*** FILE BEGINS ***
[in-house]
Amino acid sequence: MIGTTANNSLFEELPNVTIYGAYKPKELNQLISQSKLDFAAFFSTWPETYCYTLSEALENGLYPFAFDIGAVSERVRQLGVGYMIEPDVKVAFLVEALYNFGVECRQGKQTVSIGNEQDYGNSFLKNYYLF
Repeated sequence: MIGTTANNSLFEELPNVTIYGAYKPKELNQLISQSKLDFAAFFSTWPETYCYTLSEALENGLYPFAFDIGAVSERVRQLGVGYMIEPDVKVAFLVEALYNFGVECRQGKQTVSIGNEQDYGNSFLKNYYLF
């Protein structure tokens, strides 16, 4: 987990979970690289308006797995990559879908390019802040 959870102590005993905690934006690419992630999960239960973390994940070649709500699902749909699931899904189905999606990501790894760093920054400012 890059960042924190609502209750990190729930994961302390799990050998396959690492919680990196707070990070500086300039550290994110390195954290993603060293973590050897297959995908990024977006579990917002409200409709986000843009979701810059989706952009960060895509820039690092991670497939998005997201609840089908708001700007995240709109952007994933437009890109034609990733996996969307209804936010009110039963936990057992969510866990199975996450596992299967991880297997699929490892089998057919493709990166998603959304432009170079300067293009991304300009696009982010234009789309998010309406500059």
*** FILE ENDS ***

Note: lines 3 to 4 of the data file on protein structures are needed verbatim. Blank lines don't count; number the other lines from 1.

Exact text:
Repeated sequence: MIGTTANNSLFEELPNVTIYGAYKPKELNQLISQSKLDFAAFFSTWPETYCYTLSEALENGLYPFAFDIGAVSERVRQLGVGYMIEPDVKVAFLVEALYNFGVECRQGKQTVSIGNEQDYGNSFLKNYYLF
């Protein structure tokens, strides 16, 4: 987990979970690289308006797995990559879908390019802040 959870102590005993905690934006690419992630999960239960973390994940070649709500699902749909699931899904189905999606990501790894760093920054400012 890059960042924190609502209750990190729930994961302390799990050998396959690492919680990196707070990070500086300039550290994110390195954290993603060293973590050897297959995908990024977006579990917002409200409709986000843009979701810059989706952009960060895509820039690092991670497939998005997201609840089908708001700007995240709109952007994933437009890109034609990733996996969307209804936010009110039963936990057992969510866990199975996450596992299967991880297997699929490892089998057919493709990166998603959304432009170079300067293009991304300009696009982010234009789309998010309406500059």